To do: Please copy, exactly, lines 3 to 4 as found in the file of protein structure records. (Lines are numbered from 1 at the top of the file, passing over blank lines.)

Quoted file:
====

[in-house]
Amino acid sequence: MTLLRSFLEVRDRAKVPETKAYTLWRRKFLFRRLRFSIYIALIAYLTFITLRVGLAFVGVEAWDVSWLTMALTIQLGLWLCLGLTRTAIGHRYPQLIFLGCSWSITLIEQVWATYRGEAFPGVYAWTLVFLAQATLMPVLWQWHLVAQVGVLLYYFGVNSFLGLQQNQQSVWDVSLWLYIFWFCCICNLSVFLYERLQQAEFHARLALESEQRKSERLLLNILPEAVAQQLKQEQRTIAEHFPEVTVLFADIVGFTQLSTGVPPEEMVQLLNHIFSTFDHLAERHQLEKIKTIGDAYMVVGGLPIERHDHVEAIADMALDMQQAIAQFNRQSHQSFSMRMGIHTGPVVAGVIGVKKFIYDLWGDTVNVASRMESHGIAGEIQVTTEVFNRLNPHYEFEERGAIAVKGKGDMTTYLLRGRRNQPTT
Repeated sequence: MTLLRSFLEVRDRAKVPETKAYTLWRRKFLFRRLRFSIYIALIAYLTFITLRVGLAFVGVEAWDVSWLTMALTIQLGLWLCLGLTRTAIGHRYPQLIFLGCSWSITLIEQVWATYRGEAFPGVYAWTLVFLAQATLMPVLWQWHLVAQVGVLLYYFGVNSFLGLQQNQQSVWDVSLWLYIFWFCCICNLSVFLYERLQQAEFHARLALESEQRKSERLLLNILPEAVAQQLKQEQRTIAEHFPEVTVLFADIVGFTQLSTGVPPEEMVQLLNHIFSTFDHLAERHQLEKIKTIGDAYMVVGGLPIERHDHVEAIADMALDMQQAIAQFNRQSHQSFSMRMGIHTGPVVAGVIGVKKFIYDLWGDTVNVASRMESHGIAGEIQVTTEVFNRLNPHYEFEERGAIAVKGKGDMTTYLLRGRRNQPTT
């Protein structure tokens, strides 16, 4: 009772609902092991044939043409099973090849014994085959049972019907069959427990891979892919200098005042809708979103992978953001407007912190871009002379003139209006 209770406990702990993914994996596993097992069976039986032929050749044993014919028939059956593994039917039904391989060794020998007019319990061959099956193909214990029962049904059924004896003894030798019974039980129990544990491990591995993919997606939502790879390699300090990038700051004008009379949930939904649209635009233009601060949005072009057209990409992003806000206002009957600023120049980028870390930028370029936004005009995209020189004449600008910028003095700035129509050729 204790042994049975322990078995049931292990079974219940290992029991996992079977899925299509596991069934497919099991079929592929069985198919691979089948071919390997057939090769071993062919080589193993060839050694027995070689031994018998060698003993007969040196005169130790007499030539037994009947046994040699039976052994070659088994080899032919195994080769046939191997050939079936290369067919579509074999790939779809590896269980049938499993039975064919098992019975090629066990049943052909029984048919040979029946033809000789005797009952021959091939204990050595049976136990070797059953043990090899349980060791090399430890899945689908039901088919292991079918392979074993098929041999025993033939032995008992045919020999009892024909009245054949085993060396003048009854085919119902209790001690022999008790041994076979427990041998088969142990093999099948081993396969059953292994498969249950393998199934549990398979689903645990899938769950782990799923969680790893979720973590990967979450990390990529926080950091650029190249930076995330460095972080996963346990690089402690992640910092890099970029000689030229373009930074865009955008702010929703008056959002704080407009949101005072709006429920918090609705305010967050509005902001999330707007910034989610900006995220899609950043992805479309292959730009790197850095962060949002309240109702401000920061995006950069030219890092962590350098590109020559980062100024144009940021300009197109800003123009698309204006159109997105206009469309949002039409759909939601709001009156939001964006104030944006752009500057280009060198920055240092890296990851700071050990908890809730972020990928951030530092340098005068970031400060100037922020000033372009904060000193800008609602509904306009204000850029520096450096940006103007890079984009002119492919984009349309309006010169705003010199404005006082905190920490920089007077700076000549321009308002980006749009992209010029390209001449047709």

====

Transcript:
Repeated sequence: MTLLRSFLEVRDRAKVPETKAYTLWRRKFLFRRLRFSIYIALIAYLTFITLRVGLAFVGVEAWDVSWLTMALTIQLGLWLCLGLTRTAIGHRYPQLIFLGCSWSITLIEQVWATYRGEAFPGVYAWTLVFLAQATLMPVLWQWHLVAQVGVLLYYFGVNSFLGLQQNQQSVWDVSLWLYIFWFCCICNLSVFLYERLQQAEFHARLALESEQRKSERLLLNILPEAVAQQLKQEQRTIAEHFPEVTVLFADIVGFTQLSTGVPPEEMVQLLNHIFSTFDHLAERHQLEKIKTIGDAYMVVGGLPIERHDHVEAIADMALDMQQAIAQFNRQSHQSFSMRMGIHTGPVVAGVIGVKKFIYDLWGDTVNVASRMESHGIAGEIQVTTEVFNRLNPHYEFEERGAIAVKGKGDMTTYLLRGRRNQPTT
């Protein structure tokens, strides 16, 4: 009772609902092991044939043409099973090849014994085959049972019907069959427990891979892919200098005042809708979103992978953001407007912190871009002379003139209006 209770406990702990993914994996596993097992069976039986032929050749044993014919028939059956593994039917039904391989060794020998007019319990061959099956193909214990029962049904059924004896003894030798019974039980129990544990491990591995993919997606939502790879390699300090990038700051004008009379949930939904649209635009233009601060949005072009057209990409992003806000206002009957600023120049980028870390930028370029936004005009995209020189004449600008910028003095700035129509050729 204790042994049975322990078995049931292990079974219940290992029991996992079977899925299509596991069934497919099991079929592929069985198919691979089948071919390997057939090769071993062919080589193993060839050694027995070689031994018998060698003993007969040196005169130790007499030539037994009947046994040699039976052994070659088994080899032919195994080769046939191997050939079936290369067919579509074999790939779809590896269980049938499993039975064919098992019975090629066990049943052909029984048919040979029946033809000789005797009952021959091939204990050595049976136990070797059953043990090899349980060791090399430890899945689908039901088919292991079918392979074993098929041999025993033939032995008992045919020999009892024909009245054949085993060396003048009854085919119902209790001690022999008790041994076979427990041998088969142990093999099948081993396969059953292994498969249950393998199934549990398979689903645990899938769950782990799923969680790893979720973590990967979450990390990529926080950091650029190249930076995330460095972080996963346990690089402690992640910092890099970029000689030229373009930074865009955008702010929703008056959002704080407009949101005072709006429920918090609705305010967050509005902001999330707007910034989610900006995220899609950043992805479309292959730009790197850095962060949002309240109702401000920061995006950069030219890092962590350098590109020559980062100024144009940021300009197109800003123009698309204006159109997105206009469309949002039409759909939601709001009156939001964006104030944006752009500057280009060198920055240092890296990851700071050990908890809730972020990928951030530092340098005068970031400060100037922020000033372009904060000193800008609602509904306009204000850029520096450096940006103007890079984009002119492919984009349309309006010169705003010199404005006082905190920490920089007077700076000549321009308002980006749009992209010029390209001449047709």